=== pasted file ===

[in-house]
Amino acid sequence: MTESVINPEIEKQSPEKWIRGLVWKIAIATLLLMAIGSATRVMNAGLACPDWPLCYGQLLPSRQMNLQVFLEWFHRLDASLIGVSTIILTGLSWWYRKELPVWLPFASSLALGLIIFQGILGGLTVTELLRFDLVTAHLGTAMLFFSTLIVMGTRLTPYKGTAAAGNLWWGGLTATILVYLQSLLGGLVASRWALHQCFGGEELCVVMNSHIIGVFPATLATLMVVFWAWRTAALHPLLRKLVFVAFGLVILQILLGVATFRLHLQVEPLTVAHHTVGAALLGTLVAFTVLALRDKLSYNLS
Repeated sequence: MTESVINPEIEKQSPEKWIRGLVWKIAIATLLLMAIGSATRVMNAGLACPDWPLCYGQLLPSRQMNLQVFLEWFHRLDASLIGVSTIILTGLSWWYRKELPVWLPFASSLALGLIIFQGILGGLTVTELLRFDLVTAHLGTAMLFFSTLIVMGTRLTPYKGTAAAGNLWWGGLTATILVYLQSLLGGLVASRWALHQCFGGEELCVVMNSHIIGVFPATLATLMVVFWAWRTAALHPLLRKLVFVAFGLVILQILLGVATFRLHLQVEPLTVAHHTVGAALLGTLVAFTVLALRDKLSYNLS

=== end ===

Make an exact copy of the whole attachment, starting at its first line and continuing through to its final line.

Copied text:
[in-house]
Amino acid sequence: MTESVINPEIEKQSPEKWIRGLVWKIAIATLLLMAIGSATRVMNAGLACPDWPLCYGQLLPSRQMNLQVFLEWFHRLDASLIGVSTIILTGLSWWYRKELPVWLPFASSLALGLIIFQGILGGLTVTELLRFDLVTAHLGTAMLFFSTLIVMGTRLTPYKGTAAAGNLWWGGLTATILVYLQSLLGGLVASRWALHQCFGGEELCVVMNSHIIGVFPATLATLMVVFWAWRTAALHPLLRKLVFVAFGLVILQILLGVATFRLHLQVEPLTVAHHTVGAALLGTLVAFTVLALRDKLSYNLS
Repeated sequence: MTESVINPEIEKQSPEKWIRGLVWKIAIATLLLMAIGSATRVMNAGLACPDWPLCYGQLLPSRQMNLQVFLEWFHRLDASLIGVSTIILTGLSWWYRKELPVWLPFASSLALGLIIFQGILGGLTVTELLRFDLVTAHLGTAMLFFSTLIVMGTRLTPYKGTAAAGNLWWGGLTATILVYLQSLLGGLVASRWALHQCFGGEELCVVMNSHIIGVFPATLATLMVVFWAWRTAALHPLLRKLVFVAFGLVILQILLGVATFRLHLQVEPLTVAHHTVGAALLGTLVAFTVLALRDKLSYNLS